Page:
At the Charlotte City Marriott, also known as the Marriott M Beta Hotel, the hotel not only offers a number of Stay Well rooms but also has a state-of-the-art Flex fitness center that makes it easy for guests to select their workout regimens of choice from nearly 1,000 different digital training classes (yoga, spin, cardio, etc.). Guests can choose to work out alone in one of two enclaves within the gym, or have other guests join them, too.
Ashton said Wyndham’s Wyndham Grand, Wyndham, and Wyndham Garden brands are looking into developing on-demand video screens in their hotels’ fitness centers and guest rooms and that the company is working with a streaming Wi-Fi provider to see how it can provide on-demand stationary bike workouts to guests.
“It has yet to be determined how it will branded but we would like it to be a selection of workouts and to work like Chromecast so that whatever is on your device or your iPad or phone you will be able to cast onto the TV,” Ashton explained. “We’re still in the very early stages of that, to create that personalization of your workout.
Some of the equipment inside the Charlotte City Marriott Flex center can also be synced to various fitness apps, which is a feature you can find at Westin and Element hotels now, too.
Element partnered with the Your Trainer app to offer exclusive 10- to 12-minute workouts — a circuit training course, a yoga session, and a strength routine — for guests. When a guest checks in to the hotel, she is given a three-digit code to set up a profile with the Your Trainer app and have access to the workouts.
Westin’s FitStar by FitBit partnership also gives guests access to different workouts through the FitStar personal trainer app, like travel-specific ones designed to combat jetlag or exercise in between meetings.
“Whether you do the workouts in the hotel or want to do them before, during, or after your stay we give access to guests in that platform, so we’re broadening opportunities from just the gym to the guest room and both pre- and post- stay,” said Povinelli.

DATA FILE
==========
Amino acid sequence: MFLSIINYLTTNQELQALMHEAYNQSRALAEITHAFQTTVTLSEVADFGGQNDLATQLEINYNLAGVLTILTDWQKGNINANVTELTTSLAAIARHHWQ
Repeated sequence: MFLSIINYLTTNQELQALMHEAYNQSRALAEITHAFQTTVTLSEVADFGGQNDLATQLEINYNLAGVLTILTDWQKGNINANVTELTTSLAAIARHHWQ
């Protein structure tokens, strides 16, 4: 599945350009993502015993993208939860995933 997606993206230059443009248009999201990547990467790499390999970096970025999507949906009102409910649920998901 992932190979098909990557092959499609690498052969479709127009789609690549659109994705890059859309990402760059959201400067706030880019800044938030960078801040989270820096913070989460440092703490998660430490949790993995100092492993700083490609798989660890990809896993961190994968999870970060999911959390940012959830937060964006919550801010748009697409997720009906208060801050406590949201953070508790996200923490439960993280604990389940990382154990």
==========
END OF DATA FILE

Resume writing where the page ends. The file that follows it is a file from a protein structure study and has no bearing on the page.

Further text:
THE TRIBE MENTALITY
And as hotels continue capitalizing on the “co-everything” trend, it’s also no surprise that they are upping the variety of group workout activities available for guests.
Povinelli said that Westin’s more than 200 running concierges worldwide are now doing evening runs in addition to morning group runs because they noticed more travelers, especially business travelers, wanting another opportunity for networking that wasn’t just limited to hitting the bar. “More people are getting together in a social way but to conduct more loose business meetings in a workout type of environment — we call it sweatworking,” he said.
And at some hotels, the concierge program isn’t just limited to running but also applies to surfing, skiing, and any kind of activity that gets guests outside of the hotel and into a more social fitness environment.
MORE BRAND PARTNERSHIPS ARE ON THE WAY
While many hotel brands have partnerships with specific brands for fitness equipment or gear lending, expect even more partnerships to flourish among hotels and boutique fitness brands like, perhaps, Peloton, which just debuted a new commercial-grade stationary bike that can be used in hotels.
“With this proliferation of technology and more unique ways for people to work out, like the November Project or SoulCycle, we’re able to redefine the hotel workout even more than ever before,” said Povinelli.
And with all of these new features and opportunities becoming more readily available, expect there to be less opportunity for any excuses getting in the way of guests’ workouts.
See story here: New year, new you — at least that’s what a lot of us are telling ourselves this week now that the holidays are over, and so are our days of gluttony (or so we believe). And since we’re all collectively tackling that perennial New Year’s resolution to get healthier, now is as good a time as any to take a closer look at how hotel fitness and wellness is evolving.
— Deanna Ting